• Flora Leask

New Brighton (2022): A Review


Image permissions from Helen Trevorrow and Red Dog Press


We are grateful to Red Dog Press for giving us the opportunity to review New Brighton and putting us in touch with Helen Trevorrow. Thank you to Helen herself for chatting to us. You can purchase the novel on Amazon and Waterstones .



“Brighton is like this; elegant Victorian facade giving way to dingy back alleys lit only by the reflection of a streetlamp in a puddle. So, naturally, the Astoria is a grand Victorian theatre turned jaded nightclub, reeking of beer, vibrating with bass, and dripping with red velvet.”


M. Sean Coleman, on the back cover of Helen Trevorrow’s bran-new novel, describes it as a mix between Blade Runner and The Handmaid’s Tale — but I disagree. Instead, I found that it was something entirely new and exciting on its own grounds. New Brighton (2022) is a science-fiction dystopia for young adults that isn’t afraid to be adventurous, gory, and subversive; visceral images made me writhe with discomfort, while its originality had me hooked from the first page.


The book feels like a science fiction love letter to Brighton, replete with famous landmarks such as the Astoria Theatre, Victorian facades, beaches, and a Pavilion. However, Trevorrow’s dystopian imagination takes the city and transforms it into a fast-paced sci-fi world, revolving around the discovery of Brighton’s uncertain future and mysterious past. The reader watches as the protagonist grows from an uncertain young woman to a powerful female action hero, with a bit of help from sci-fi elements along the way. Quantum computers and space exploration combine with the life of a waitress from Brighton to bring a deliciously intriguing weirdness to Trevorrow’s plot.


Readers unfamiliar with Brighton need not worry, as the city is only one element of New Brighton’s dynamic story. The number of plot-twists which dive-bomb the reader as unexpectedly as seagulls on a British beach mean that descriptions of the book’s plot must be limited; all that can be said is that it centres around Robyn Lockhart, a young woman who has spent her life in Brighton looking after her sister, Alice. When a mysterious shipwreck occurs on Brighton beach, Robyn’s life changes drastically. She sets out to discover what it is that everyone seems to know but her: how did this dystopian Brighton come about? Throughout the novel she realises her links to the foundations of the city, and just how important she is to the survival of her community.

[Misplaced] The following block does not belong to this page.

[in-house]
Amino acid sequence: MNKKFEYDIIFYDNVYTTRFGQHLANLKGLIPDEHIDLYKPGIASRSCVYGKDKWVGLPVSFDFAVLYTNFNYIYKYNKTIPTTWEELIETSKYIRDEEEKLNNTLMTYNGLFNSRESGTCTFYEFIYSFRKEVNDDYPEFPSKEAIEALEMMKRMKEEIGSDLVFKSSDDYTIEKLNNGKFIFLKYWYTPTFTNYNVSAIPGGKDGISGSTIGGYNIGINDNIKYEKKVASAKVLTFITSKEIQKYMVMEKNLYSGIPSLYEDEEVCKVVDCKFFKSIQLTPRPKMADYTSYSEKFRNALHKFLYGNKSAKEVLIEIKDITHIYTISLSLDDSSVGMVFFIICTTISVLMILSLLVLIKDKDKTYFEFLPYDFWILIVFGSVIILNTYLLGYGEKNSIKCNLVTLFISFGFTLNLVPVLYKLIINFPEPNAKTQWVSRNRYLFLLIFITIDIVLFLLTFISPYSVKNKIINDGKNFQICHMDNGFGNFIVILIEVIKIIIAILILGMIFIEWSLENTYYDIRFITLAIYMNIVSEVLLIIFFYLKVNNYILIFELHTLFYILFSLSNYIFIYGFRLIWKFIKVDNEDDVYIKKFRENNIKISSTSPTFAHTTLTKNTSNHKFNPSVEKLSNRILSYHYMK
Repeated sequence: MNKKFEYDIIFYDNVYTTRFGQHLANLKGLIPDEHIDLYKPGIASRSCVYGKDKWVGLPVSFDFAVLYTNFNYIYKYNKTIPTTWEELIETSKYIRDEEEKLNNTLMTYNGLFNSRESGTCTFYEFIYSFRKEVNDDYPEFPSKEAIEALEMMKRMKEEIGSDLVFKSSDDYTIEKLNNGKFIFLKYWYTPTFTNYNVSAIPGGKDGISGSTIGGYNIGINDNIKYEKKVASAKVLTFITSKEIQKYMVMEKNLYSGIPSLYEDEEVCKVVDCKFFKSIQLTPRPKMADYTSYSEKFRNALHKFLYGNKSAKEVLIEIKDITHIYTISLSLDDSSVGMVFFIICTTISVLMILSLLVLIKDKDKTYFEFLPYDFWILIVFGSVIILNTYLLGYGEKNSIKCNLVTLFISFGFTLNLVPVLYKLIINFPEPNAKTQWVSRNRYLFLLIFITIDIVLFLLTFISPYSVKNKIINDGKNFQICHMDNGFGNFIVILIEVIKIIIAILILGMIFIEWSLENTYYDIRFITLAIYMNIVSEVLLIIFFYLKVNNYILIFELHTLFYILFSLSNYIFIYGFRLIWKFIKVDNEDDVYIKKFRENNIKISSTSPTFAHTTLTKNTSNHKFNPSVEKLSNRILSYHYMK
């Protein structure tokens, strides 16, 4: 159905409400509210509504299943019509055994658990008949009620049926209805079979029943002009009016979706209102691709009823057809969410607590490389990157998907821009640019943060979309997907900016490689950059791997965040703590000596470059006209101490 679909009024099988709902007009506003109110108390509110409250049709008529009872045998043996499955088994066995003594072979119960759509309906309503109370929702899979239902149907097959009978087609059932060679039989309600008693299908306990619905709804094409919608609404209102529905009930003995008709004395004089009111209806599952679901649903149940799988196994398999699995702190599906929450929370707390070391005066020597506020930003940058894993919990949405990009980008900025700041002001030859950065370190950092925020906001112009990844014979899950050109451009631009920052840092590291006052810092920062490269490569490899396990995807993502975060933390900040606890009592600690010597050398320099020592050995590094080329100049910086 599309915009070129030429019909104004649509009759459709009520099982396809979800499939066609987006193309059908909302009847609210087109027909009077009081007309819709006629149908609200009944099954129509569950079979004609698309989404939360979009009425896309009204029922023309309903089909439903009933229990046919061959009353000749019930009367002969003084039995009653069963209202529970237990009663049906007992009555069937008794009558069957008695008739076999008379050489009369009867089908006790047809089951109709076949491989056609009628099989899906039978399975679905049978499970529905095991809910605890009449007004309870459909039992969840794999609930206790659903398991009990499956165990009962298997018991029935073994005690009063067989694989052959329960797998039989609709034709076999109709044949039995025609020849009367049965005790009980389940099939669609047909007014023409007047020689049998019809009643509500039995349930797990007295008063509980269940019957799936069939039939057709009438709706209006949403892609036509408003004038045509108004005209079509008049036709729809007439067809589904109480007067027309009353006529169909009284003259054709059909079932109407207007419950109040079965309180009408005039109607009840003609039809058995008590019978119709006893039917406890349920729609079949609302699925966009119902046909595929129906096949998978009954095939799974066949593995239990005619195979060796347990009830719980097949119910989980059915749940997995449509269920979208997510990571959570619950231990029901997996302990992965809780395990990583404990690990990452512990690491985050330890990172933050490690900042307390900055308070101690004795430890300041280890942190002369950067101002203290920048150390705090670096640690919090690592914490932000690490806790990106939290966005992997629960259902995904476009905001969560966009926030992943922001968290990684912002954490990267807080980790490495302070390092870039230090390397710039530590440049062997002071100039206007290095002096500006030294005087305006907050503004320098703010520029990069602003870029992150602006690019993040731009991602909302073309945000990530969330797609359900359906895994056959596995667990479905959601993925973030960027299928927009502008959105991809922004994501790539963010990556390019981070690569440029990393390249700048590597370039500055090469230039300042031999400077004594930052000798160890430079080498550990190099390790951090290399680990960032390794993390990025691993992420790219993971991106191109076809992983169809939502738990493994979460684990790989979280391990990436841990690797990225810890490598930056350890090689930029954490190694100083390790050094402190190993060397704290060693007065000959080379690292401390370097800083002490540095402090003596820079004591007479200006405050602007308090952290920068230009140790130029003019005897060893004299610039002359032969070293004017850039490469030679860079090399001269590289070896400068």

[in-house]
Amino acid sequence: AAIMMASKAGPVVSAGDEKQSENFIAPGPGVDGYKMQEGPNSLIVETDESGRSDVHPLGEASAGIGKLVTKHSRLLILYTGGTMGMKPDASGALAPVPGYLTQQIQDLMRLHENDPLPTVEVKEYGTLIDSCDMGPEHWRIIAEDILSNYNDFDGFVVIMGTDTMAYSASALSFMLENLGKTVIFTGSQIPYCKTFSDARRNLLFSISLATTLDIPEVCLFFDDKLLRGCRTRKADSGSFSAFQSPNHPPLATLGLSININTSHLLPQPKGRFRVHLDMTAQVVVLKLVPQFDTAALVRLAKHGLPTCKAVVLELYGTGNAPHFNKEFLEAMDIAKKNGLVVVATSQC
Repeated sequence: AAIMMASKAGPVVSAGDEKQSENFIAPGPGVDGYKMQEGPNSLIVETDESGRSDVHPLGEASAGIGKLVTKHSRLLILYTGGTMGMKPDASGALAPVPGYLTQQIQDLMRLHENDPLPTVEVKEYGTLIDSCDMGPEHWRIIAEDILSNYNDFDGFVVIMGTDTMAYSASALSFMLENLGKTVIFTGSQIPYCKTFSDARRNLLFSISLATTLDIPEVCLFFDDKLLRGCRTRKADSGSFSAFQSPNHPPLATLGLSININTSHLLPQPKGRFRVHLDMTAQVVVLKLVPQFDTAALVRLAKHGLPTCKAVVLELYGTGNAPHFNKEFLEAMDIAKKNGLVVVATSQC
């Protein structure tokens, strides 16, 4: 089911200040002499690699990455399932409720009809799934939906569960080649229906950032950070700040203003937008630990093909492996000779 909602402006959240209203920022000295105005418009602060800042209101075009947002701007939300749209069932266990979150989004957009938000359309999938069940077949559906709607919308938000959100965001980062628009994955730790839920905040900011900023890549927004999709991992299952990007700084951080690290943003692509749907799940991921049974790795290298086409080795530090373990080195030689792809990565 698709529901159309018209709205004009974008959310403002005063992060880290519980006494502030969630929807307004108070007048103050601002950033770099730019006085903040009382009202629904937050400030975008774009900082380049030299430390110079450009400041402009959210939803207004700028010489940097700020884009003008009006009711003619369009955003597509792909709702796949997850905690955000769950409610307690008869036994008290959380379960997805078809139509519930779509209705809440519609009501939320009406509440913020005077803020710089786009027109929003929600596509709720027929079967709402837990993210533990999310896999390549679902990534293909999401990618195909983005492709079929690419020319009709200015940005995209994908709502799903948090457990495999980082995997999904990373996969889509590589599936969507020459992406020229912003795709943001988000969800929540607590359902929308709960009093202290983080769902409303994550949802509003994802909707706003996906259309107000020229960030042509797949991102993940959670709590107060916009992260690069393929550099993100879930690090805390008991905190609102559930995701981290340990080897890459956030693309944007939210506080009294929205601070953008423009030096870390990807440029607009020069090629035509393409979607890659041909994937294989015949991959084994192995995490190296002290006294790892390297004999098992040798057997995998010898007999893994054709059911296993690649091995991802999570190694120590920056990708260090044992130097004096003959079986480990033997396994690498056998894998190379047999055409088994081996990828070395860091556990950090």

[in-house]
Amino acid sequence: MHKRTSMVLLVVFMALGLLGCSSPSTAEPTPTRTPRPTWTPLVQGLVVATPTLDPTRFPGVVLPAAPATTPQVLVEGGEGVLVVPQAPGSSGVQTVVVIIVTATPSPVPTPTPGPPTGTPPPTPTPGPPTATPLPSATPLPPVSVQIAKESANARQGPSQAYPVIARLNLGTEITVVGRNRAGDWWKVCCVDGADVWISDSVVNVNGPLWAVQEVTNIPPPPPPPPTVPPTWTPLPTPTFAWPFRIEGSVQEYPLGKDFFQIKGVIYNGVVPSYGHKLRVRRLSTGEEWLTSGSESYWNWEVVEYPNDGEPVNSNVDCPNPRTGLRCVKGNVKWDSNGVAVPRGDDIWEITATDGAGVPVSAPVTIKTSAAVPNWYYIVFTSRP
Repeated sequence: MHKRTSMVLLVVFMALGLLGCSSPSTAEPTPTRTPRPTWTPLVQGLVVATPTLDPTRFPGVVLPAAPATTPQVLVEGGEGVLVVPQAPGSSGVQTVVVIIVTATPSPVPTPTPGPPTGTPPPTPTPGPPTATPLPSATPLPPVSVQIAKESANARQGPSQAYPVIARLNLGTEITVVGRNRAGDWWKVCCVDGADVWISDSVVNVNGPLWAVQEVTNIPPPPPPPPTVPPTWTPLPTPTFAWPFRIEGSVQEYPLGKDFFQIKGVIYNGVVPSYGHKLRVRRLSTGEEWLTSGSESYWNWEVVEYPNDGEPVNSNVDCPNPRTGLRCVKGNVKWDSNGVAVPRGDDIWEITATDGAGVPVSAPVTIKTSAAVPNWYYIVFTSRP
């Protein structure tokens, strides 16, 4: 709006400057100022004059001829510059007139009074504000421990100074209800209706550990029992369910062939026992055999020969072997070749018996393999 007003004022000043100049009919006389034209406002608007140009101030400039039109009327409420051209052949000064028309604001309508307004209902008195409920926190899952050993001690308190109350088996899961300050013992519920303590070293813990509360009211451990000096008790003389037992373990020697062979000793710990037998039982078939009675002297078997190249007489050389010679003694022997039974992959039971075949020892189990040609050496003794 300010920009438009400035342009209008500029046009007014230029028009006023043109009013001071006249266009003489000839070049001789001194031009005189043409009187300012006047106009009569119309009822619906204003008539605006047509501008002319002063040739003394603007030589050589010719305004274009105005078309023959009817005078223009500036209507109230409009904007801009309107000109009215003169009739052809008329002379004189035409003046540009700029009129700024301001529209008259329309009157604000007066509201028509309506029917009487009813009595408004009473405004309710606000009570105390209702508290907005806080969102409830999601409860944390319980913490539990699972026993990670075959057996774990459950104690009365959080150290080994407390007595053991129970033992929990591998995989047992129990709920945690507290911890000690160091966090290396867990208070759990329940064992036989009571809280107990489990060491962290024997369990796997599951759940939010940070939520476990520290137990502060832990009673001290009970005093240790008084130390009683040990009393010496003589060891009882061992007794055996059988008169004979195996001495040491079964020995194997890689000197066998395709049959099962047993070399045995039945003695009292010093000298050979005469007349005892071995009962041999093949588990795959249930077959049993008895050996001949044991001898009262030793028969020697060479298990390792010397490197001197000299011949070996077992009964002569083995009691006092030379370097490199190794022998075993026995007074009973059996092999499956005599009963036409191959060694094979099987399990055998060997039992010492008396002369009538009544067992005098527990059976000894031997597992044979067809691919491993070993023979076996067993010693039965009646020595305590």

Robyn’s path throughout the novel is intense and populated with violence, a nod to the disorienting nature of self-discovery. The way towards finding who you are — your passions, values, and true friends —is a difficult one, something Trevorrow leans into. Love and sex are not easy, and defining oneself in a world of restrictive conventions can be incredibly challenging for young people; the book affirms this through Robyn’s own experience of family expectations and her persons desires. In fact, the frankness of Robyn’s uncertainty about herself and her sexuality is refreshing to see, as is the diversity of the characters we meet along the way, with an emphasis on LGBTQ+ representation. Not only are there gay and trans characters in Trevorrow’s world, but they are three-dimensional people who are not characterised solely by their sexuality – they are important to the plot and play the parts of action heroes and love interests.


New Brighton’s exploration of love does not stop at the romantic but concerns familial love too — Mothers and daughters populate the book. Throughout it, Trevorrow expands on themes of nurture and nature: how do the people we have grown up around shape our perceptions of reality, and how do familial relationships change as we grow? Facades abound in Brighton, not only in the Victorian-style architecture, but also within families and relationships that at first appear normal. Through Robyn’s journey, Trevorrow questions the idea of the conventional family and its role in upholding systems of oppression.


Such questions are posed between daring escapades around Brighton, and beyond. At just about every turn there is a new obstacle for Robyn, as almost nothing in the book is how it first appears. Whether Robyn will ever get to the core of the city’s dark past is a question that the reader must find out for themselves and will enjoy doing so.


New Brighton is an engrossing, exciting, and empowering read, which I recommend to anyone passionate about Young Adult (YA) or dystopian fiction. Katniss Everdeen and Beatrice Prior have a new opponent when it comes to female action heroes: Robyn Lockhart has arrived and is here for British fans of YA who are looking for a dystopia closer to home.

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